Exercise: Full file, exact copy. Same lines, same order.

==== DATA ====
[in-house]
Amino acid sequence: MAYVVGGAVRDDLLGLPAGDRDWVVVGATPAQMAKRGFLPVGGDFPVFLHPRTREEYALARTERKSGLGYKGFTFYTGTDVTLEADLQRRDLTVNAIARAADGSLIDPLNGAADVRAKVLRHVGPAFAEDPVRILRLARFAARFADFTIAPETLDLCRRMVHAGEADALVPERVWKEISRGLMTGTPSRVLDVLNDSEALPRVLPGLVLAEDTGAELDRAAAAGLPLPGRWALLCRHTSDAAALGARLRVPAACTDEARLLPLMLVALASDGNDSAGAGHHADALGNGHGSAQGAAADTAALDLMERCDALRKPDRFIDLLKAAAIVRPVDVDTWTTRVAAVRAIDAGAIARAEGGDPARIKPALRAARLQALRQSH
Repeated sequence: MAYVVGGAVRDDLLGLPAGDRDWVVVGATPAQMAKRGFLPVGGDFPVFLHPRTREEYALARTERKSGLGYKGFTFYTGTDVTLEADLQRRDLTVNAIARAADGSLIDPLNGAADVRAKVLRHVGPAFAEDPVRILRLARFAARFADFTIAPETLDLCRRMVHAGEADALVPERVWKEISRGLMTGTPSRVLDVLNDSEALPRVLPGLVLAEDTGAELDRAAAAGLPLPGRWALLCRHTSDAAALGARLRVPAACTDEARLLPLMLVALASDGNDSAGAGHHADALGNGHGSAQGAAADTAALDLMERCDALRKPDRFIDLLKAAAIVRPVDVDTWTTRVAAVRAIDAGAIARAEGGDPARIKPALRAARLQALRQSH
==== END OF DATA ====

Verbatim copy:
[in-house]
Amino acid sequence: MAYVVGGAVRDDLLGLPAGDRDWVVVGATPAQMAKRGFLPVGGDFPVFLHPRTREEYALARTERKSGLGYKGFTFYTGTDVTLEADLQRRDLTVNAIARAADGSLIDPLNGAADVRAKVLRHVGPAFAEDPVRILRLARFAARFADFTIAPETLDLCRRMVHAGEADALVPERVWKEISRGLMTGTPSRVLDVLNDSEALPRVLPGLVLAEDTGAELDRAAAAGLPLPGRWALLCRHTSDAAALGARLRVPAACTDEARLLPLMLVALASDGNDSAGAGHHADALGNGHGSAQGAAADTAALDLMERCDALRKPDRFIDLLKAAAIVRPVDVDTWTTRVAAVRAIDAGAIARAEGGDPARIKPALRAARLQALRQSH
Repeated sequence: MAYVVGGAVRDDLLGLPAGDRDWVVVGATPAQMAKRGFLPVGGDFPVFLHPRTREEYALARTERKSGLGYKGFTFYTGTDVTLEADLQRRDLTVNAIARAADGSLIDPLNGAADVRAKVLRHVGPAFAEDPVRILRLARFAARFADFTIAPETLDLCRRMVHAGEADALVPERVWKEISRGLMTGTPSRVLDVLNDSEALPRVLPGLVLAEDTGAELDRAAAAGLPLPGRWALLCRHTSDAAALGARLRVPAACTDEARLLPLMLVALASDGNDSAGAGHHADALGNGHGSAQGAAADTAALDLMERCDALRKPDRFIDLLKAAAIVRPVDVDTWTTRVAAVRAIDAGAIARAEGGDPARIKPALRAARLQALRQSH